Background: The capacity of postural control is a key factor related to falling in older people, particularly in older women with low back pain (LBP). Cognitive involvement in postural control increases with age. However, most scholars have not considered different difficulty levels of cognitive loads when exploring the effects of cognition on postural control in older patients with LBP. The present study is to investigate how different levels of cognitive loads modulate postural control in older women with LBP.
Methods: This was a cross-sectional study. Twenty older women with LBP were recruited into the LBP group, and 20 healthy older women without the history of LBP were recruited into the healthy control group. Balance parameters were computed to quantify postural control. All participants underwent the balance test , which required the participant to maintain stability during standing on a force platform with or without a concurrent cognitive task. The balance test included three levels of difficulties of posture tasks (eyes-open vs. eyes-closed vs. one-leg stance) and three cognitive tasks (without cognitive task vs. auditory arithmetic task vs. serial-7s arithmetic task).
Results: A repeated-measure analysis of variance (3 postural tasks × 3 congnitive tasks× 2 groups) testing the effects of the different congnitive task levels on the performance in different postural conditions.Older women with LBP had worse postural control (as reflected by larger center of pressure (COP) parameters) than control group regardless of postural or cognitive difficulties. Compared with the single task, the COP parameters of participants with LBP were larger during dual tasks, even though the difficulty level of the cognitive task was low. Larger COP parameters were shown only if the difficulty level of the cognitive task was high in control group. Correlations between sway area/sway length and the number of falls were significant in dual tasks.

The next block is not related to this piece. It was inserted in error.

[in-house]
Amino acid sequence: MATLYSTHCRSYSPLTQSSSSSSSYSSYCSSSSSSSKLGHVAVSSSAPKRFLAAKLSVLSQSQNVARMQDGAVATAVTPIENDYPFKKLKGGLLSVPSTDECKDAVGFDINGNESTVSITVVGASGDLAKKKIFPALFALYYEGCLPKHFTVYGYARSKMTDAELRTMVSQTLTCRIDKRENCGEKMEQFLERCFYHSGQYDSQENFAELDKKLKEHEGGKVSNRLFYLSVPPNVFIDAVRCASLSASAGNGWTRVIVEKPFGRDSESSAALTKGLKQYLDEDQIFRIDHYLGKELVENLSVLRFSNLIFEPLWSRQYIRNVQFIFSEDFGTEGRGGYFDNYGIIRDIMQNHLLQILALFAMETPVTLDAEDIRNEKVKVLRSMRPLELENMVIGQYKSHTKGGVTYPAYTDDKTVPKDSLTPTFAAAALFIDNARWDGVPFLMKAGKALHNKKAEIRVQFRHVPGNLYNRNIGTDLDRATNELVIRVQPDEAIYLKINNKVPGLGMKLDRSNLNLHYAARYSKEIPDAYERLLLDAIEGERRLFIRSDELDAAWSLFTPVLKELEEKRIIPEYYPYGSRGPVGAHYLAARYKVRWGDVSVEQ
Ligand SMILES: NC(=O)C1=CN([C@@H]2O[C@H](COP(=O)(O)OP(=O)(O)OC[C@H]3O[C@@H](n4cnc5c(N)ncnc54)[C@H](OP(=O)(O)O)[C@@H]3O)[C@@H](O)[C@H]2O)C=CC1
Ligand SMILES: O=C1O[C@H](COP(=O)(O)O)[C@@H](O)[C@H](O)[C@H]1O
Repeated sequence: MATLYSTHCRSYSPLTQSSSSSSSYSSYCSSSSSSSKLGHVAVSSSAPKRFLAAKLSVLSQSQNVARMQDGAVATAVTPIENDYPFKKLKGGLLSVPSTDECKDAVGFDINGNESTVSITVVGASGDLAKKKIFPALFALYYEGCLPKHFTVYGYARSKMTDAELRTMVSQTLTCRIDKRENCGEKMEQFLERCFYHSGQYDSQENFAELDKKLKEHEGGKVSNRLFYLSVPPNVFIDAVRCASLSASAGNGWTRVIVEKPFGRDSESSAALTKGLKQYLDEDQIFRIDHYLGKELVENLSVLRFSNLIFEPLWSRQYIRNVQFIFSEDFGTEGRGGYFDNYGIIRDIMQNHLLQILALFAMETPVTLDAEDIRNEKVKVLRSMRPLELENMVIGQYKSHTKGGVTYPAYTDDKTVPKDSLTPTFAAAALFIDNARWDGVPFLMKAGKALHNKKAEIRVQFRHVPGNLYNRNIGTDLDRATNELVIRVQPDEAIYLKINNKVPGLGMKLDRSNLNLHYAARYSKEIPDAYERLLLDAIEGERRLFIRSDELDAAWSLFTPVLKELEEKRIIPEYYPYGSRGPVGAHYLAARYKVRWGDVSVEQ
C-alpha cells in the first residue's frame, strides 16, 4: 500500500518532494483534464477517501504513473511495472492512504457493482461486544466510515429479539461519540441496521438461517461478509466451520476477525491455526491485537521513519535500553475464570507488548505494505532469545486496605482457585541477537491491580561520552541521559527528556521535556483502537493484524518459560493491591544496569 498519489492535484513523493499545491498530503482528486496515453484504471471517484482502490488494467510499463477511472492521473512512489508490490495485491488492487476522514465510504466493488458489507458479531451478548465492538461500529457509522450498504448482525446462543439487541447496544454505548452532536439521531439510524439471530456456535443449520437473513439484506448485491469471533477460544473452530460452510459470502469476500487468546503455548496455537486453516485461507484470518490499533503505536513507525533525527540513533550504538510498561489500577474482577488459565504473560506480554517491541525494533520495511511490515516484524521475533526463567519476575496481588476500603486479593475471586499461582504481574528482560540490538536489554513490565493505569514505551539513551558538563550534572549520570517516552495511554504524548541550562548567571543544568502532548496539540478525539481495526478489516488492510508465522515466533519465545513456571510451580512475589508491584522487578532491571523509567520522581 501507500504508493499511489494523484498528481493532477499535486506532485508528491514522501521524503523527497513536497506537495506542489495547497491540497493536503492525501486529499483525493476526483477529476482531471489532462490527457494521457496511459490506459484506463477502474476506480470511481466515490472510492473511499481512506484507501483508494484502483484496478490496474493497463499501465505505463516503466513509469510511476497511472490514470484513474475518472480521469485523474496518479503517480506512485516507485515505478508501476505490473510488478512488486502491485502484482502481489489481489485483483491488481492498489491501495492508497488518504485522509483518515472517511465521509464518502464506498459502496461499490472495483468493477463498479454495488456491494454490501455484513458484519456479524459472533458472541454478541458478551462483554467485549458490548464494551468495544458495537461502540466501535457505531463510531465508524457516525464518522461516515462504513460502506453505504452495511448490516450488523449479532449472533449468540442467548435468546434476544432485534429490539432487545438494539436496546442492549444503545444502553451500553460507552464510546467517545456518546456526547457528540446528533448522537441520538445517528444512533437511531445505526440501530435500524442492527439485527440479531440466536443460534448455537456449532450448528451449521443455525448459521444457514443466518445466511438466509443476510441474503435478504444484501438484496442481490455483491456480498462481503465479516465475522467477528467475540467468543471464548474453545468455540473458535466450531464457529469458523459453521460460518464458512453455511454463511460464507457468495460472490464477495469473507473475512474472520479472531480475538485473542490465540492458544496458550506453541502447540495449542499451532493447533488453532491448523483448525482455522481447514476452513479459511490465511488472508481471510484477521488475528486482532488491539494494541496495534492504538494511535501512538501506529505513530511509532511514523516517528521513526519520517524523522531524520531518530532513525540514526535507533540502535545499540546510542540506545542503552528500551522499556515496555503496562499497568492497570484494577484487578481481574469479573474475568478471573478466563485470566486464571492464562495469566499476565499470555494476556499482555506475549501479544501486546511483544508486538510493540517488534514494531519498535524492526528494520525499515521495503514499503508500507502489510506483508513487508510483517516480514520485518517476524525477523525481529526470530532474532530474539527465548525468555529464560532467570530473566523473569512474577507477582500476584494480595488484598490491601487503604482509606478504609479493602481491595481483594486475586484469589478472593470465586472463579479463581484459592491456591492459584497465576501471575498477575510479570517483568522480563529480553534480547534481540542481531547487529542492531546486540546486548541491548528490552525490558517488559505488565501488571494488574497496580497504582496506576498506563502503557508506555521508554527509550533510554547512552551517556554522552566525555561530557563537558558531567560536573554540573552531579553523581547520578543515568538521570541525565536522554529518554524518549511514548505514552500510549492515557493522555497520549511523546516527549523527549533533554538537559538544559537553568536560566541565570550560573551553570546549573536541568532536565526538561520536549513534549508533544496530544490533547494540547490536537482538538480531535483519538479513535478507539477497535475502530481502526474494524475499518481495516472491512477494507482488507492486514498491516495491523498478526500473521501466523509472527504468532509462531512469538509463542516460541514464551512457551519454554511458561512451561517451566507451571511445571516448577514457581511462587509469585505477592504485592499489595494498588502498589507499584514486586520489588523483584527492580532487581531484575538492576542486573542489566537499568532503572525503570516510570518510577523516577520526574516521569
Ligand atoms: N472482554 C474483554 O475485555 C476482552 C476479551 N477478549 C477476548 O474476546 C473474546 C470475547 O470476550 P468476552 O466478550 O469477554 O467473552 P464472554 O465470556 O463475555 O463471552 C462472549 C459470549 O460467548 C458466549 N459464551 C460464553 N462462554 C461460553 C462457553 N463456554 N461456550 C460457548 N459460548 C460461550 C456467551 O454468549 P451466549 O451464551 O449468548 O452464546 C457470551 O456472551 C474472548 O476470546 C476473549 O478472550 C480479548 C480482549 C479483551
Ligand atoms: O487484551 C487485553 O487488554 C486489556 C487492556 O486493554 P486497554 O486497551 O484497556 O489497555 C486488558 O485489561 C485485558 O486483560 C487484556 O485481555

Conclusion: Our findings shed light on how cognitive loads modulate postural control for older women with LBP. Compared with control group, cognitive loads showed more disturbing effects on postural control in older women with LBP, which was associated with falling.